Anyway, Footloose. It's a rather odd tale; set ostensibly in the present day (well, the eighties), it tells the timeless story of a bible belt town in which public music and dancing have been banned. Upholding the moral values of the town are the hellfire preacher Rev. Shaw Moore (John Lithgow); undermining them all is his wayward teenage daughter Ariel (Lori Singer). 'Wayward' as in practically heading for a breakdown. The town is all shook up when the new kid from the city rocks up- Ren McCormack (Kevin Bacon). He's a sort of James Dean-type figure and even though the high school kids seem oddly unwilling to accept his idea of a school prom, Ren fights for the right to party.
It goes without saying that some things here don't make any sense. The death which sparked off the law seems to have happened about six or seven years ago; a long time ago but still remembered by the town's teenagers. The teenagers don't really comment at all on the impact of the death; they simply object to Ren because he's an outsider rather than out of any loyalty to someone who in a small town would have been well-known. Also, everybody seems to have lost the ability to dance, and they sit around like lemons as if dancing was an alien concept from before their time. I suppose the town could be one of those places that is just stuck in the past but it would make a lot more sense if the film was set around the time when rock and roll became popular. Why anyone would think that any of the music in this film would tempt the young ones towards fornication and the devil is beyond me.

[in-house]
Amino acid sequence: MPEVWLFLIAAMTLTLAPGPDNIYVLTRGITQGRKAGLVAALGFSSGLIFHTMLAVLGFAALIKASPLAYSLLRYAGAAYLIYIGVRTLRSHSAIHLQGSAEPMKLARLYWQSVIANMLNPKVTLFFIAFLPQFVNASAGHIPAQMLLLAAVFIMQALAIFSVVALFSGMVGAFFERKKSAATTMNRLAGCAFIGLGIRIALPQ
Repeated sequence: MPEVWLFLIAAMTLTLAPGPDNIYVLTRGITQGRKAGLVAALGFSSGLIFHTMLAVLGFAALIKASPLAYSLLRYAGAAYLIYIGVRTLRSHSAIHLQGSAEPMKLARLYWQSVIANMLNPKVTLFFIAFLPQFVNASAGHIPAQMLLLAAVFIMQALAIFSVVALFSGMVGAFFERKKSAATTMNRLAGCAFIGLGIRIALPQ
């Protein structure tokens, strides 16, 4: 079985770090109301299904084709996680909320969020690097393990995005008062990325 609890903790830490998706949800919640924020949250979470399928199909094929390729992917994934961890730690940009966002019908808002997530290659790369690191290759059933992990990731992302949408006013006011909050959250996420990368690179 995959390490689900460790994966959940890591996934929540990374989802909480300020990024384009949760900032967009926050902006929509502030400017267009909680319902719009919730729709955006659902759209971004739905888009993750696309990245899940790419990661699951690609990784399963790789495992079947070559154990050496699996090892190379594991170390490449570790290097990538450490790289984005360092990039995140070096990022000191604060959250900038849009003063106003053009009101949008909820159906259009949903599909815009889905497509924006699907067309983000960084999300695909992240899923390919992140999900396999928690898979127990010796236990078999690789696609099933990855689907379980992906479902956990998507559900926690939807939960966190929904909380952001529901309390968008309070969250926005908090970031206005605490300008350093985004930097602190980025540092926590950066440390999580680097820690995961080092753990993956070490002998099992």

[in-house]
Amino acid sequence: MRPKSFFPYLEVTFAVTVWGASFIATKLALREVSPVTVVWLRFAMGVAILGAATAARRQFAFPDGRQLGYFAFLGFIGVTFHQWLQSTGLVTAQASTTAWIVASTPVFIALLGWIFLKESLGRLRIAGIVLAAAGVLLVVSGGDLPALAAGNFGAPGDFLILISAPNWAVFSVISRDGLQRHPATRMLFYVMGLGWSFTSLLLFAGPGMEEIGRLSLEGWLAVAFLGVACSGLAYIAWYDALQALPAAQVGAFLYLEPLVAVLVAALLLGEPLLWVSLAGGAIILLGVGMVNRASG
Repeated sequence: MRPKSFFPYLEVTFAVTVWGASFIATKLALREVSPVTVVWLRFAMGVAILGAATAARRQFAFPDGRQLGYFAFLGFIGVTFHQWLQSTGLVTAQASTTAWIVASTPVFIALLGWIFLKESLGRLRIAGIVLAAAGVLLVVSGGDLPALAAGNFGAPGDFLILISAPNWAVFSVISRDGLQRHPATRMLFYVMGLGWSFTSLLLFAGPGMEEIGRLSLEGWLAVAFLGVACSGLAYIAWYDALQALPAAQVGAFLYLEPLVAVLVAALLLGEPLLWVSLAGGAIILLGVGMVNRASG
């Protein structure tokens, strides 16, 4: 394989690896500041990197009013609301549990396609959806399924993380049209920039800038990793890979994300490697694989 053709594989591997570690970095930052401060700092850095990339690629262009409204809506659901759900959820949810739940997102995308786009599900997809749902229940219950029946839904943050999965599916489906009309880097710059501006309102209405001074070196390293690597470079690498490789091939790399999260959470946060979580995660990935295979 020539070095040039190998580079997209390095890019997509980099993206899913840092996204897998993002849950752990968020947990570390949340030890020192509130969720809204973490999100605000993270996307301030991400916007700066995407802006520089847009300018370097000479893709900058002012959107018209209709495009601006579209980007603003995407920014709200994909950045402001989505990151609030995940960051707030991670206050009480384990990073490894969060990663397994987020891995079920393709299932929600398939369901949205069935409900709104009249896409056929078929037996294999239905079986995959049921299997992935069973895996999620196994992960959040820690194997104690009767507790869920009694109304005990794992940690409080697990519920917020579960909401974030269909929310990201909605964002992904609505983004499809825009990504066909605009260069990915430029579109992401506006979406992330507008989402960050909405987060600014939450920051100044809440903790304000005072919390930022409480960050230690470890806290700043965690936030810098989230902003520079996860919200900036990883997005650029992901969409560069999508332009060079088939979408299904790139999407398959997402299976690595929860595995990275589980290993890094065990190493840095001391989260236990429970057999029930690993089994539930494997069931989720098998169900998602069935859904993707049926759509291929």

But as proposterous as the film is, you can't help but care. Even the relatively unsympathetic Ariel manages to come across as simply a broken girl who quite reasonably wants to escape her small town and their small town mentality. Lithgow is brilliant as Shaw, who is so caught up in the need to save the town from the wickedness of fornication that he doesn't recognise that the sexlessness of his marriage is driving an emotional wedge between him and his quietly suffering wife (Dianne Wiest, whose performance is more appreciated on a rewatch). And, though it feels terribly wrong, I have a bit of a crush on Kevin Bacon in this film. He manages to make Ren cool and decent, and whilst that isn't him throwing himself spectacularly around a factory, he does show off some moves and a bit of a rhythm. I can't pin down the exact appeal but Bacon is strangely appealing here.
Footloose's best weapon is its banging soundtrack. 'Holding Out For A Hero', whilst not a favourite song of mine, works really well in the tractor race scene (well, what else are they going to do with no music and all that book burning?). The title song is just a classic, as is the finale song 'I'm Free (Heaven Helps The Man)'. And 'Never' is pretty darn catchy. Even the obligatory slowies such as 'Waiting For A Girl Like You' work. 'Almost Paradise' is a bit dreary but it's nothing compared to the dreariness of the Flashdance slowies. Really, musicals aside, I can't think of a soundtrack to beat it. Only the presence of another person in the cinema, which was empty except for them, my housemate and me, stopped me from dancing like a mad person around the cinema.
Despite the bizarre storyline, it has a charm that wins you over and some great performances. You almost forget how good Kevin Bacon is in a role that had a lot going against it (though not as much as the reformed paedophile he plays in The Woodsman). There are popular eighties films that deserve to be banished into the eighties. Footloose doesn't.